Pothos and Philodendron – trailing pothos and philodendron are old school houseplants that can become the finishing touch on an outdoor shady container. Both vines grow quickly in our summer heat. Consider ‘Golden’, ‘Satin’, and ‘Neon’ Pothos or Philodendron ‘Cordatum.’

Angel Vine– the lacy stems of this plant are a little more airy and understated compared to big, bold pothos. Angel vine adds a delicate texture to combination containers.

Ivy – one of the most reliable shady trailers. Try traditional green English Ivy or variegated versions like ‘Glacier’ and ‘Gold Child’.

Whichever plants you choose, don’t be afraid to get creative with your containers. To see more shady tropicals or receive help putting your containers together, come on by and see us today!

Summertime Kale Salad with Raspberry Vinaigrette
Crisp kale, ripe fruit, crunchy vegetables and a pungent dressing

CUISINE DU JARDIN with Chef Manu - Summertime Kale Salad with Raspberry Vinaigrette

Featured Recipe Exclusively for McDonald Garden Center

Summertime Kale Salad with Raspberry Vinaigrette

Crisp kale, ripe fruit, crunchy vegetables and a pungent dressing come together to make this tasty and wholesome summertime salad. Kale, a member of the cabbage family, is packed with beta-carotene and other nutrient-rich antioxidants. And, did you know that just one cup of kale offers over two times the amount of vitamin A you need in one day? The fresh summer berries infuse color and a sweet taste. A healthy and light salad that is perfect for summer and pairs well with just about everything!

Ingredients:

  • Kale, cut into bite-size pieces
  • 2 carrots, shredded
  • 1 cup of red cabbage, shredded
  • 5 radish, thinly sliced
  • 3 tomatoes, cut into 4 wedges, then cut the wedges in half
  • 1 package of strawberries, cut into fours
  • 1 package of raspberries
  • 1 package of blueberries
  • 3 green onions, thinly sliced
  • Parsley, cilantro and basil

Vinaigrette:

  • 10 raspberries
  • 4 tbsp of balsamic vinegar
  • 8 tbsp of olive oil
  • juice of 1/2 lemon
  • 2 tsp of salt
  • 1 tsp of pepper

Salad:
Toss together kale, carrots, red cabbage, green onions, radishes, strawberries, and tomatoes. Add the raspberries and blueberries. Chop the herbs and mix in.
Whisk all vinaigrette ingredients together. In a large bowl, combine all salad ingredients and the dressing, and mix until well coated. Let set 10-15 minutes and enjoy.

Butterfly Gardens
Host and Nectar Plants
Milkweed
Lantana

Tips on Creating a Successful Butterfly Garden

We’re pretty sure when Jeffery Osborne wrote “On the Wings of Love,” in 1982, he was notbelting out romanticisms to his beloved, but instead bragging abouthis beautiful and blossoming butterfly garden. (Of course we may think all ballads have some sort of tie back to gardening) Whether that’s true or not, we’ve compiled some tips on how you can paint your garden with the fluttering frolic of our favorite pollinators. Here are our must-dos for a successful butterfly garden.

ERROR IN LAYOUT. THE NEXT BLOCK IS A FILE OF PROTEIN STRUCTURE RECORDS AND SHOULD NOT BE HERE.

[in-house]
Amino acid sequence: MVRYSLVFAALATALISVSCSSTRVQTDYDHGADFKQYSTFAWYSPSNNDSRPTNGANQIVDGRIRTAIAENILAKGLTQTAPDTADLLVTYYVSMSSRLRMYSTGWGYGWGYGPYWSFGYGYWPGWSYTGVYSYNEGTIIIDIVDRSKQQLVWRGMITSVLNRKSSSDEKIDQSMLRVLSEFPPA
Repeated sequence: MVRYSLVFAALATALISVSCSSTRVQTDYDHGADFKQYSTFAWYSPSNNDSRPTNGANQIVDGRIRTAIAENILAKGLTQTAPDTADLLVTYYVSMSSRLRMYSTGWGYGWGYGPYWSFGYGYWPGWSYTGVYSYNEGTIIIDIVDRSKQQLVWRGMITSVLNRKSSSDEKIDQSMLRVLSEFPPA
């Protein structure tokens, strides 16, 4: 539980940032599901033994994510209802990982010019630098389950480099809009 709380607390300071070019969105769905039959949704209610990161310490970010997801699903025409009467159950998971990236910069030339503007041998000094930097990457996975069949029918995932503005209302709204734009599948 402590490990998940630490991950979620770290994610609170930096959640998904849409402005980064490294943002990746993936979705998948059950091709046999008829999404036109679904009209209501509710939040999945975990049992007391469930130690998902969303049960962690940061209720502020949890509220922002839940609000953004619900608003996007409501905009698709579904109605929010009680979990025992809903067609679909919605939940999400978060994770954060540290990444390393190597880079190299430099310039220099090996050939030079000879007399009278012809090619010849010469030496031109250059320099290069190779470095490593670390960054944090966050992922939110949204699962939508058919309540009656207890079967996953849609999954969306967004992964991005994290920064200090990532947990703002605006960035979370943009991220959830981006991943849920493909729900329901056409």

Let the Sun Shine- Butterflies love the sun, and so do successful pollinator plants, so plan your garden in an area that promotes bountiful amounts ofbeams.

It Takes Two to Make a Thing go Right – There are two types of plants you will need to be successful:

  • Host Plants- These plants are ideal for butterflies to lay their eggs on. Milkweed is the most popular and McDonald Garden Center offers a number of varieties. We recommend using a few different types tomaximize your potential.
  • Nectar Plants- Butterflies are drawn to nectar-producing plants like marigold, rhododendron, blackberry, etc. They are also drawn to color, especially red, orange, yellow, and purple. Plant them in groups of 3 to make them easier to see.

Thirst Quenchers- Butterflies need shallow puddles to drink from. Some birdbaths actually have design elements that encourage puddles. Another alternative is to plant your garden in an area where water naturally collects.

Be Diverse- Diversify the landscape. Butterflies have very delicate wings which are easily damaged by wind. Planting larger plants like broad-leafed trees and/or conifers shield your pollinator plants and provides a welcoming and safeenvironment.

Care and Maintenance- Water often until the roots get established. If your soil is acidic, or particularly sandy (which many in Hampton Roads are) we suggest adding compost or using nutrient rich topsoil. gardenReward members get FREE soil testing.

Be Eco-Friendly- You should avoid using pesticides when possible that will harm or kill the butterflies you worked so hard to attract. McDonald Garden Center offers a number of organic solutions.

Butterflies are a beautiful and welcome addition to any garden. Lacking space? Use containers or planters to create your butterfly garden. Pollinator plants need lots of room, so just get a pot large enough to accommodate them.

Six Tips for Blueberry Success

By Eddie Anderson, Owner

Thinking about growing backyard blueberries? Stick to these six simple tips and with proper care, these sweet treats will reward you for years to come!

  1. Test the soil and adjust to a pH 4.5 – 5.5
  2. Mix peat moss in the soil around the plants
  3. Plant 2 or more varieties in the same class
  4. Cover the soil with 4” of mulch